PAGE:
Kevin Higgins, senior vice president of Voit Commercial Brokerage, leasing agent for the Northern Beltway Industrial Center, said, “We’ve received inquiries from local and regional distribution companies looking for spaces from 60,000 square feet to 500,000 square feet, and even some regional manufacturers. If you’re looking for space today and need between 60,000 square feet and 100,000 square feet in North Las Vegas, you have only three choices, including ours. If you need more than 100,000 square feet, you’d have maybe two choices. Availability is very tight, especially for large users. Buildings under construction now are leasing up quickly.”
The North Las Vegas Market
One of the other large developments in the North Las Vegas market is DP Partners’ LogistiCenter, a 102-acre business park that will eventually contain more than 2 million square feet. DP plans to complete the fourth of seven buildings at the site in the third quarter of this year, a 513,000-square-foot big-box project. At the Golden Triangle park, a 190,000-square-foot building is scheduled for completion in September and a 500,000-square-foot building nearby will break ground in the third quarter. Panattoni will soon complete the 492,000-square-foot Cheyenne Industrial Center, and Doug Roberts reported that all five buildings are either leased or sold.
Since North Las Vegas is one of few places in the Las Vegas Valley with large parcels of land suitable for industrial uses, it has been on developers’ radar screens for several years. However, as Mike Majewski, director of economic development for the city of North Las Vegas, pointed out, having infrastructure like roads, sewer and water lines in place makes land even more attractive to developers. During the past year, the city has been organizing property owners in the Speedway area, where there is about 900 acres of land suitable for industrial big-box uses is located south of the I-215 Northern Beltway, north of Las Vegas Boulevard and Nellis Air Force Base, west of the racetrack and east of Range Road.
City officials are working with landowners in this area, including owners of small parcels as well as the Northern Beltway Industrial Center, to form a Special Improvement District (SID). “By placing a tax burden on the parcels, the SID will have the funds to construct the needed infrastructure, for example, adding an interchange off the I-215 and bringing sewer lines in several miles,” explained Majewski. “The private sector wants to get things out of the ground quickly, but the city doesn’t want a hodgepodge of small projects. If property owners cooperate, we’ll have things ready to go with zoning and infrastructure in place over the next 18 to 24 months. This should enable us to build enough industrial inventory to fill demand for the next five years.”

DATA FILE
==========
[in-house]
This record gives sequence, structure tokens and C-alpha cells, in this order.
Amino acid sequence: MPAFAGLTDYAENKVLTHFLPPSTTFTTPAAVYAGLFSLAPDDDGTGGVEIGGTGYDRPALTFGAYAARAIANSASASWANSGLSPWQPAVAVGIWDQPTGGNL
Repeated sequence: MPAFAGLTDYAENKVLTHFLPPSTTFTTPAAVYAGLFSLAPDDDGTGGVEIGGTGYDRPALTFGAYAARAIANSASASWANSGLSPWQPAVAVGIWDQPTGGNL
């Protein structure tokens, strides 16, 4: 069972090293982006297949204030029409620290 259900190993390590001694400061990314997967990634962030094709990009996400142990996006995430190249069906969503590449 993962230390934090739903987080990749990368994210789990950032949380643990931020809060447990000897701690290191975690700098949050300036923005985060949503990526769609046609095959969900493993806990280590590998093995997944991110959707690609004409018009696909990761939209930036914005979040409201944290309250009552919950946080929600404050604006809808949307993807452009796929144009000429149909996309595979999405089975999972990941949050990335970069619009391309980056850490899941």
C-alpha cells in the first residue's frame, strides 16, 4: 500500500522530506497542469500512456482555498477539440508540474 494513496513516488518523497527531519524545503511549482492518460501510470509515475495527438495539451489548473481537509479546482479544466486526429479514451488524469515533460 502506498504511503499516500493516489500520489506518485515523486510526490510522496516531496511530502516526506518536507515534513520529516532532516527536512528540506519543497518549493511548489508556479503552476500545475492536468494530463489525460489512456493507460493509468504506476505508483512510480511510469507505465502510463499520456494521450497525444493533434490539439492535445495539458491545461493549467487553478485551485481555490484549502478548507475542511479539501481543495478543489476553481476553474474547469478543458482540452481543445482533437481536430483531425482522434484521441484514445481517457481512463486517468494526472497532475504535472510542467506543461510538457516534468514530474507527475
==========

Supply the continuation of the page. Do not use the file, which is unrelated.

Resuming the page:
Majewski was also confident that the city would be successful in getting the federal Bureau of Land Management (BLM) to release more land, which could be earmarked for industrial development. “The city of North Las Vegas is pursuing an extension of the BLM disposal boundary, and this land will all be zoned for industrial uses because it’s in the flight path of Nellis Air Force Base,” he said. “It might be suitable for manufacturing, as well as less dense uses, such as open storage. This will come online within five years, assuming Congress can get approval to extend the boundaries. That would give us an additional five to 10 years of inventory.”
Keeping an Eye on Government
Although economic development agencies like Majewski’s are cooperating with industrial developers, that’s not always the case in other branches of government. Scott Beggs said the newly formed Northern Nevada chapter of NAIOP was greatly interested in proceedings at the recent session of the Nevada Legislature. Representing business interests at local, state and national levels is one of NAIOP’s main objectives, and both Nevada chapters closely monitor any legislation that could negatively impact the market.
“My main concern is that legislative and governmental issues may impact development in Nevada,” explained Beggs. “The weight-distance tax proposed in the last legislative session would have charged trucks over a certain weight 15 cents for every mile they drove on Nevada highways. I understand that legislators were looking for ways to bridge the gap in the transportation infrastructure budget. However, they may not have realized that the burden would be borne by the tenants in our industrial properties. A razor’s edge of difference – even a quarter of a penny per square foot – may be the difference between a distribution center locating in Nevada or choosing to go somewhere else, and a very small price increase may convince current facilities to move. We need to make people understand the downstream effect these laws may have, and that’s where NAIOP comes in.”
Beggs said the need to fund infrastructure should be balanced by a realization that many industrial and distribution companies come to Nevada because of its pro-business environment. “Companies fleeing California are coming here because of our low costs and also, the quality of life available here,” he said. “We need to intelligently manage growth. Yes, we are experiencing a certain amount of growing pains, but legislative issues might impede growth, and could even turn us into another over-regulated state like California.”